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Homa Tajsharghi research group

Understanding the pathogenesis of a new group of muscle diseases

The sarcomere is the functional unit of both cardiac and skeletal muscle contraction. Mutations in sarcomeric proteins are known to cause increasing number of different cardiac and skeletal muscle diseases. Dysfunctional mutations in sarcomeric proteins are the important causes of the hypertrophic cardiomyopathies (HCM) and skeletal myopathies. The range of clinical and morphological manifestations in patients with sarcomeric myopathies is wide. Variability in clinical manifestations in patients with HCM ranges from benign course with minimal symptoms to progressive disease and development of heart failure and sudden death. The skeletal myopathies vary in severity from paralysis at birth to mild conditions compatible with normal life span.

 Fig 1. A&B Electron microscopy and schematic illustrations of the sarcomere, the basic contractile unit of muscle, which is a highly ordered structure, composed of the thin and thick filaments (Fig 1A&B). Myosin is the principal protein component of the sarcomeric thick filament. The thin filament is composed of three components in striated muscle, actin, tropomyosin and troponin with the three subunits (troponin I, troponin C and troponin T).

 We have identified and characterized new human muscle diseases caused by mutations in genes encoding sarcomeric proteins. Although many disease genes have been identified and our studies have led to identification of new muscle diseases, the insights in
their pathogenesis and the pathophysiology of the diseases remains obscure. Therefore, the development of genetically engineered models to be able to verify mutations as being pathogenic and to study functional and structural consequences of such mutations is the valuable goal.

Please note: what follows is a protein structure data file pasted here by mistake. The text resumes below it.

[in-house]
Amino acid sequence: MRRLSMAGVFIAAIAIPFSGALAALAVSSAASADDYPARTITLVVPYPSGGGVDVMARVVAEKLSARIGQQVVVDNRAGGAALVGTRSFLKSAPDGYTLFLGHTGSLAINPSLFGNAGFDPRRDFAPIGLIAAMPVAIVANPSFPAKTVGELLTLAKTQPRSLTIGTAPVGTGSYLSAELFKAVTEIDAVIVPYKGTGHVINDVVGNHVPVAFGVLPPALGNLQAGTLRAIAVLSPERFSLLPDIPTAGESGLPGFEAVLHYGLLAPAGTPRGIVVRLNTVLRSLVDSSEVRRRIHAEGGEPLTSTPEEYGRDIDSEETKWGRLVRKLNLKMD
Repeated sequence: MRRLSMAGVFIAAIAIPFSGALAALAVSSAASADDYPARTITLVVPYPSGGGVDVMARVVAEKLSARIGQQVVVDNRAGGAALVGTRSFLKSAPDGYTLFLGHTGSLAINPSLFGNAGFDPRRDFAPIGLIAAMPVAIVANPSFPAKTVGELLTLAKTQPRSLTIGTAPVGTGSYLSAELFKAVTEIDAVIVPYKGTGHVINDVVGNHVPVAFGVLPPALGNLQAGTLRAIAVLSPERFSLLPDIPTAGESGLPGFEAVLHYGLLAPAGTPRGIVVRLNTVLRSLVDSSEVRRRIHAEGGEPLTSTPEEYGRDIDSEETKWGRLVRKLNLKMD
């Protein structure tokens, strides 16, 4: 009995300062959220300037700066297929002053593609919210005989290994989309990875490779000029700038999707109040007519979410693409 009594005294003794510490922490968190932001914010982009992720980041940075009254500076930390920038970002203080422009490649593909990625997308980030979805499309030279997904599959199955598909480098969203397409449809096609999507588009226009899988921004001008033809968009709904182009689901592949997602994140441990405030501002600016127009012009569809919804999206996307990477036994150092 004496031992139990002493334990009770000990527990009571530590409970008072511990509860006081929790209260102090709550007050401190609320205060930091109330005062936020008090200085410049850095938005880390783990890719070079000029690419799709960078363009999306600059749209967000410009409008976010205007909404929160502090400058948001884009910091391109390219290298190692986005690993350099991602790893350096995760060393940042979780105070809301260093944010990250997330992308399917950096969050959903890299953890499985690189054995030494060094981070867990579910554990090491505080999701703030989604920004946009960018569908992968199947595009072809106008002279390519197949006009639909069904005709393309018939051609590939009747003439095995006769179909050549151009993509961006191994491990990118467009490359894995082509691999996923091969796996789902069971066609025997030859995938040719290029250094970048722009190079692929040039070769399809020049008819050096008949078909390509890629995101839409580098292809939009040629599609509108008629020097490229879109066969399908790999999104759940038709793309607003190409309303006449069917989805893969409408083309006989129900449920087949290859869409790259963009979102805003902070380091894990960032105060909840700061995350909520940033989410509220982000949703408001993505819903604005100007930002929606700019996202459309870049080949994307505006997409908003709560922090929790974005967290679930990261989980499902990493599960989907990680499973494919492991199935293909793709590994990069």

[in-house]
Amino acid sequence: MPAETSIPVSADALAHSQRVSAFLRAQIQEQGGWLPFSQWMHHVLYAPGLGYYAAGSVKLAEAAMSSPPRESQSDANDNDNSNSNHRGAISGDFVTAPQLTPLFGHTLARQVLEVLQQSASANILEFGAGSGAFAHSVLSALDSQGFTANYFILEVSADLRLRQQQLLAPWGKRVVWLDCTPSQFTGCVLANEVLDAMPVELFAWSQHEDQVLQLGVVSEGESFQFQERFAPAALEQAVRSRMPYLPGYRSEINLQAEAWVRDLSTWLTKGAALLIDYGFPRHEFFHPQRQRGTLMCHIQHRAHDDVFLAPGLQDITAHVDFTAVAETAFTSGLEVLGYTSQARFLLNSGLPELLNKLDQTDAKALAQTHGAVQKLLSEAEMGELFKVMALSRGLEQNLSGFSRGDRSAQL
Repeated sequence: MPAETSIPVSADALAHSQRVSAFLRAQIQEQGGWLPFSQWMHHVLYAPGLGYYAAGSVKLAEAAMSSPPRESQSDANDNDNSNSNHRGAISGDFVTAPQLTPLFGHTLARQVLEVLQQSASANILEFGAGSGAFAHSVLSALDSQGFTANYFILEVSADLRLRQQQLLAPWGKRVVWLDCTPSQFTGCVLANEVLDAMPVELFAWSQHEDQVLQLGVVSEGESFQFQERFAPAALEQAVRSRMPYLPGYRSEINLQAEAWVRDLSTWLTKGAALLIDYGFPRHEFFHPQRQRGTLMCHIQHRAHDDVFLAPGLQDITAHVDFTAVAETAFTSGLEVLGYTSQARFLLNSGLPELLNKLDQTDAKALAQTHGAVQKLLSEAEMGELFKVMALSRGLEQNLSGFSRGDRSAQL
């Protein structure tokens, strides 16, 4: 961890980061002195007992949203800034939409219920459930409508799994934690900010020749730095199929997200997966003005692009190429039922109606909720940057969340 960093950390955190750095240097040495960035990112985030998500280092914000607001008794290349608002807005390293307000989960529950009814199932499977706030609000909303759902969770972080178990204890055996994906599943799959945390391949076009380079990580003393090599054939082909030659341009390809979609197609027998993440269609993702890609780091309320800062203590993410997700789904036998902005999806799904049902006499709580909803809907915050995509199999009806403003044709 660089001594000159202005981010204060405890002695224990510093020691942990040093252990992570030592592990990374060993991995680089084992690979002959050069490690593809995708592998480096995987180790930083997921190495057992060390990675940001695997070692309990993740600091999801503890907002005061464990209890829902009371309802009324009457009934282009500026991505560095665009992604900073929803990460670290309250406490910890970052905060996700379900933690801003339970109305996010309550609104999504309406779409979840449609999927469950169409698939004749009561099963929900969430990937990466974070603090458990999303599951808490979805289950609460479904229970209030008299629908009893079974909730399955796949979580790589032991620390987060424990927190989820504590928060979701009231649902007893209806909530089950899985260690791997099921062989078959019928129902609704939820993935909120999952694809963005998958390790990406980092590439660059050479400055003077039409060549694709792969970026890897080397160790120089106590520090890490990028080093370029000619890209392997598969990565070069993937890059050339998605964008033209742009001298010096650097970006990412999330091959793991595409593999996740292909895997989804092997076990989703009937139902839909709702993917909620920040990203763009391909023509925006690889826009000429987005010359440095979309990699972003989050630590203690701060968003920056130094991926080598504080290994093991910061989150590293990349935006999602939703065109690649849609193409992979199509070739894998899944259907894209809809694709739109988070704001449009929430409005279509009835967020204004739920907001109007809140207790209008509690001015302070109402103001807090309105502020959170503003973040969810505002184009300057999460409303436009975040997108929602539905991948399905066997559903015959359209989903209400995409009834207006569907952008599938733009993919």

We develop disease models for sarcomeric myopathies in Drosophila and use transfected human muscle cells to verify mutations as being pathogenic and to study functional and structural consequences of
such mutations. The research project also integrates molecular, physiological and protein-structure technologies to investigate functional properties of the proteins and to clarify important questions on the

Fig 2. Newly hatched Drosophila larvae that express different  sarcomeric proteins as GFPfusions. Images are of whole larvae (convential microscopy at left and confocal at right) and show the body wall musculature.

molecular mechanisms leading to the phenotypes of the sarcomeric myopathies. Harnessing and integrating genetically engineered models and molecular and physiological technologies would be powerful tools to determine how different mutations affect the structure, stability, and function of protein constituents of sarcomeric filaments. Results from these studies would further our understanding of the mechanism of pathogenesis for each of these diseases. Emerging insights from models of diseases should provide powerful leads for the identification of potential therapies to prevent disease progress.

Group members

Homa Tajsharghi
PhD, Principal investigator, Associate professor/Docent

Saba Abdul-Hussein
MS, PhD student

Malgorzata Pokrzywa
PhD, Post doc

Kate Bramley-Moore
PhD, Post doc

Mehrnaz Ghobadpour
MSc, Lab technician

Sidansvarig: Dan Baeckström|Sidan uppdaterades: 2012-08-28

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